In some cases. domestic violence survivors may be able to defend against abusive litigation using anti-SLAPP (Strategic Litigation Against Public Participation) laws.7 Anti-SLAPP laws protect individuals from litigation that is intended to deter or dissuade someone from communicating with a government agency, such as the police, or from making public statements regarding public issues. Generally, SLAPP is a lawsuit intended to censor critics and suppress free expression by burdening someone with significant legal costs. Anti-SLAPP laws are designed to remedy the suppression of such free expression.
Washington’s Anti-SLAPP law was first enacted in 1989, making Washington the first state in the nation to do so.8 Since its enactment, the law has provided a tool for domestic violence survivors to defend against some forms of abusive litigation.
For example, domestic violence abusers may sue a former partner who has called the police to report abuse or when that abuser violates a protection order. It is not uncommon for abusers to claim that the survivor falsely reported domestic violence to authorities or to sue the survivor for defamation.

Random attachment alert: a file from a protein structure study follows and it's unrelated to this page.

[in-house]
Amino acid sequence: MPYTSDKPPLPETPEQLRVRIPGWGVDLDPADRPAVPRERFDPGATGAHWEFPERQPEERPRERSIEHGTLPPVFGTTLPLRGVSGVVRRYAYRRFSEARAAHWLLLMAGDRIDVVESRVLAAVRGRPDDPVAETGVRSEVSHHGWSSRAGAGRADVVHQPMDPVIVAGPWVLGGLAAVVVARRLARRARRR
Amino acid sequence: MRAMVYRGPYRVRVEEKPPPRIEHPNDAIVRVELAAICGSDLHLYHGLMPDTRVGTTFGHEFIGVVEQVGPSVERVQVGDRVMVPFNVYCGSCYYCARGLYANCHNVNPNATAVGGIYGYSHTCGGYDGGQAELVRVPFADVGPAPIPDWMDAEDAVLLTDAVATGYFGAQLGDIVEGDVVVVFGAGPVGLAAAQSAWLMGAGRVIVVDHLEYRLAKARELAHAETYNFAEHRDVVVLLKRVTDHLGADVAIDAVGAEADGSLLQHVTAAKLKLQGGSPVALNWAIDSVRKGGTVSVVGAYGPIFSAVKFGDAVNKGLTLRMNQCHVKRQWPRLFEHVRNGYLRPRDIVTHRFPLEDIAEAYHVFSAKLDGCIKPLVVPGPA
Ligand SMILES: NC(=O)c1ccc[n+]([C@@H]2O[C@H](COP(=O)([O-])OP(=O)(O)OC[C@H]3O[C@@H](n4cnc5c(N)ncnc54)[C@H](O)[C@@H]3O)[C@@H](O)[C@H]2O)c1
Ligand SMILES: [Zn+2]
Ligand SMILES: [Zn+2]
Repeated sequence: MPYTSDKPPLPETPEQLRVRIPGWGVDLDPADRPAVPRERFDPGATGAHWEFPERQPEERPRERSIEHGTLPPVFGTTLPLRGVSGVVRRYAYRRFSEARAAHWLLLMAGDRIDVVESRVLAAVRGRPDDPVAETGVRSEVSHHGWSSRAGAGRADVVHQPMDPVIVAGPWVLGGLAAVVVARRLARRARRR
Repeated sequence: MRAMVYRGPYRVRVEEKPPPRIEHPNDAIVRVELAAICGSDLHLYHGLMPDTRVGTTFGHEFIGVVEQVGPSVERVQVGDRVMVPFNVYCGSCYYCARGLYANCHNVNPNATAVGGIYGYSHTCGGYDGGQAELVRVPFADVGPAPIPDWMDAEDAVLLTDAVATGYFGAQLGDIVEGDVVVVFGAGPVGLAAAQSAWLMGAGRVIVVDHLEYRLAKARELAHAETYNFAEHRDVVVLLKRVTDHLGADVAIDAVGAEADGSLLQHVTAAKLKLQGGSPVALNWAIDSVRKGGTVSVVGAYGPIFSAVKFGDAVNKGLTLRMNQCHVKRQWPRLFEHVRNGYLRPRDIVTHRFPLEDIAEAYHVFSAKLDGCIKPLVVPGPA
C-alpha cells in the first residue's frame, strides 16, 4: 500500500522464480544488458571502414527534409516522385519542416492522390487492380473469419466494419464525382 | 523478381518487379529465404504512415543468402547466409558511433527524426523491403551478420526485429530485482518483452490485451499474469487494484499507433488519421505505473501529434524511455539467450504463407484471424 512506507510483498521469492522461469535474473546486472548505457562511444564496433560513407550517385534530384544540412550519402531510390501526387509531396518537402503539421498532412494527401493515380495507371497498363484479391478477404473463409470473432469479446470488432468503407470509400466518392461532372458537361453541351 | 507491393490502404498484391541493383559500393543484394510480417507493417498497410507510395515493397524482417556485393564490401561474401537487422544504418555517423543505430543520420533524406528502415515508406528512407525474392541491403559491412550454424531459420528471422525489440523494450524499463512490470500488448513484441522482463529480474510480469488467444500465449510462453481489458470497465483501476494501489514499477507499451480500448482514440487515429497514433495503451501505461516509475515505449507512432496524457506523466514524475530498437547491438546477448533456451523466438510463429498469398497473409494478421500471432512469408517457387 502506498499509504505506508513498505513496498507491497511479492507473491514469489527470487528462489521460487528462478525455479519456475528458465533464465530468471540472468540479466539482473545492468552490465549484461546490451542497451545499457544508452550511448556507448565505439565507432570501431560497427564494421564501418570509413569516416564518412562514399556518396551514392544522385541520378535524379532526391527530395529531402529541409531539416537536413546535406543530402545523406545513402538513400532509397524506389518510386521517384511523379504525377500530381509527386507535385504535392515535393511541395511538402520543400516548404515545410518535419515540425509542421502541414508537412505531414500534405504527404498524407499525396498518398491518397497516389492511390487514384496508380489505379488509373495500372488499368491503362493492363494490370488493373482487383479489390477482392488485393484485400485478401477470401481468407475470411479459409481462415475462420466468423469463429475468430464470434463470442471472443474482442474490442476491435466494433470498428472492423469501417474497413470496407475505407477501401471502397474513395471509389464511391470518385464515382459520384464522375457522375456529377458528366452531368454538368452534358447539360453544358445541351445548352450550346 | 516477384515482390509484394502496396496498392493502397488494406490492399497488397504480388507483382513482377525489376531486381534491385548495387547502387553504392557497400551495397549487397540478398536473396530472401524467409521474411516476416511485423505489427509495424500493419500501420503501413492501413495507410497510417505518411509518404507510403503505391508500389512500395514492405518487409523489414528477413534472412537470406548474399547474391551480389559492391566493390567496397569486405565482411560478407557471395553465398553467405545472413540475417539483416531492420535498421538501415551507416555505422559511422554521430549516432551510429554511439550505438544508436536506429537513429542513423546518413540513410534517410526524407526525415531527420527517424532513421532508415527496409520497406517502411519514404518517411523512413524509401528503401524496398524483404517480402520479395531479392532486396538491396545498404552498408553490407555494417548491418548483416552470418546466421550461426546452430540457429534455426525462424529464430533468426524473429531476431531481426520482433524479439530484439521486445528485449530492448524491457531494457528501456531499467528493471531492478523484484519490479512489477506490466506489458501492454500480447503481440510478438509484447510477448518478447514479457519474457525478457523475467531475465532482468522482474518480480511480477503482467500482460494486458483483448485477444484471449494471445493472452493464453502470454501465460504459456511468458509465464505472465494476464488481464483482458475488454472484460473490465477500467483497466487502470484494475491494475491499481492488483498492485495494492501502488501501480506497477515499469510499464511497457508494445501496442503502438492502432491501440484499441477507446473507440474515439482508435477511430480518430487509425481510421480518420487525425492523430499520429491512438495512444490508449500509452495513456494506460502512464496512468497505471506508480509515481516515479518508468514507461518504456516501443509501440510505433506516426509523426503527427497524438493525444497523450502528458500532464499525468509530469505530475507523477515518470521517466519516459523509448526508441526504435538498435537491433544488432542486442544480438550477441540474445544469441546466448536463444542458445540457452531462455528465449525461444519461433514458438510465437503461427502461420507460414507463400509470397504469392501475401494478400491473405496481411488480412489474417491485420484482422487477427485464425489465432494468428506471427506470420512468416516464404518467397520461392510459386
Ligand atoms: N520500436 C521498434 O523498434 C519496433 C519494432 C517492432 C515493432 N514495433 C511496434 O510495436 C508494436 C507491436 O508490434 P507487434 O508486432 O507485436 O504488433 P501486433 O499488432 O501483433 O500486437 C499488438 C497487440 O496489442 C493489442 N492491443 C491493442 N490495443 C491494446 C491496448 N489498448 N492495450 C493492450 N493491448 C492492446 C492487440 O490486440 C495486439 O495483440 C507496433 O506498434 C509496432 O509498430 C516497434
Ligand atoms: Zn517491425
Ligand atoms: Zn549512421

Even though such lawsuits are typically meritless, because truth is an absolute defense to a defamation claim, the mere filing of a lawsuit forces survivors to have to go into court, hire a lawyer (if they can afford one), and to relitigate issues that have already been decided by the courts. These lawsuits affect domestic violence survivors throughout the country, as well as sexual assault survivors, and are intended to punish and silence survivors. In fact, defamation claims have become an all too common weapon of choice used by accused rapists to retaliate against sexual assault survivors.9
Moreover, as one author has noted, defamation claims used against sexual assault survivors: